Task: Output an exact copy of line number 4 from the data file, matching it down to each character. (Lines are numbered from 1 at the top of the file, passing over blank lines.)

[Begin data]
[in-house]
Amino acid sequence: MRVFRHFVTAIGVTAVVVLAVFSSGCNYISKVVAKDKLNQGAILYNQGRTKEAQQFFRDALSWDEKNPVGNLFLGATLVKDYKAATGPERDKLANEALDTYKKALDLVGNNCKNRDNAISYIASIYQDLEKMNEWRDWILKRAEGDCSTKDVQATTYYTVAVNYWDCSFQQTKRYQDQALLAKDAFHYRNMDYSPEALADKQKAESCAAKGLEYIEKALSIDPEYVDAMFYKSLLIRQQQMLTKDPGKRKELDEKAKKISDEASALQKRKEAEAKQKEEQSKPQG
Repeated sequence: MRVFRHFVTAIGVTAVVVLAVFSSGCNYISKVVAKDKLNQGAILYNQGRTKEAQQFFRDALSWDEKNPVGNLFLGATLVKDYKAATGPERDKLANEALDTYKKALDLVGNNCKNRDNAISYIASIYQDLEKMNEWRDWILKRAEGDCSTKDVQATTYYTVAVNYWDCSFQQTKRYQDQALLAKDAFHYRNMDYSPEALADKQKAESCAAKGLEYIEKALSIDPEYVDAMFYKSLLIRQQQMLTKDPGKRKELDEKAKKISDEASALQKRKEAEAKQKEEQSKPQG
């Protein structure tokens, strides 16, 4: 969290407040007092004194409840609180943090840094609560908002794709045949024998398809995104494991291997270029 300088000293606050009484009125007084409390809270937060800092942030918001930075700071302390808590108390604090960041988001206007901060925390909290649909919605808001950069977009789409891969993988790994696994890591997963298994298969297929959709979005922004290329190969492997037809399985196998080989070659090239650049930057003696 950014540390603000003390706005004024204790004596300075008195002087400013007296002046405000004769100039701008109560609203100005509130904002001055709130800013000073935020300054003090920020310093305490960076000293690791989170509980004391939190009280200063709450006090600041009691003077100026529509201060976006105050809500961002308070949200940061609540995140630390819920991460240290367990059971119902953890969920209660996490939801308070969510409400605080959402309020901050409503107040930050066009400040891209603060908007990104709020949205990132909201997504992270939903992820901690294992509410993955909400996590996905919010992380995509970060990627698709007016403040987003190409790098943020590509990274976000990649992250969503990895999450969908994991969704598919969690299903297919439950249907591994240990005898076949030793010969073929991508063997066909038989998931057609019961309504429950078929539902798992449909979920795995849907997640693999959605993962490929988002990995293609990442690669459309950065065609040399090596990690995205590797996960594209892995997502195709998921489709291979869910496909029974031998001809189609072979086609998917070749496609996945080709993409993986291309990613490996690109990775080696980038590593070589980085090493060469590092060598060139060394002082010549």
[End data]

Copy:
């Protein structure tokens, strides 16, 4: 969290407040007092004194409840609180943090840094609560908002794709045949024998398809995104494991291997270029 300088000293606050009484009125007084409390809270937060800092942030918001930075700071302390808590108390604090960041988001206007901060925390909290649909919605808001950069977009789409891969993988790994696994890591997963298994298969297929959709979005922004290329190969492997037809399985196998080989070659090239650049930057003696 950014540390603000003390706005004024204790004596300075008195002087400013007296002046405000004769100039701008109560609203100005509130904002001055709130800013000073935020300054003090920020310093305490960076000293690791989170509980004391939190009280200063709450006090600041009691003077100026529509201060976006105050809500961002308070949200940061609540995140630390819920991460240290367990059971119902953890969920209660996490939801308070969510409400605080959402309020901050409503107040930050066009400040891209603060908007990104709020949205990132909201997504992270939903992820901690294992509410993955909400996590996905919010992380995509970060990627698709007016403040987003190409790098943020590509990274976000990649992250969503990895999450969908994991969704598919969690299903297919439950249907591994240990005898076949030793010969073929991508063997066909038989998931057609019961309504429950078929539902798992449909979920795995849907997640693999959605993962490929988002990995293609990442690669459309950065065609040399090596990690995205590797996960594209892995997502195709998921489709291979869910496909029974031998001809189609072979086609998917070749496609996945080709993409993986291309990613490996690109990775080696980038590593070589980085090493060469590092060598060139060394002082010549």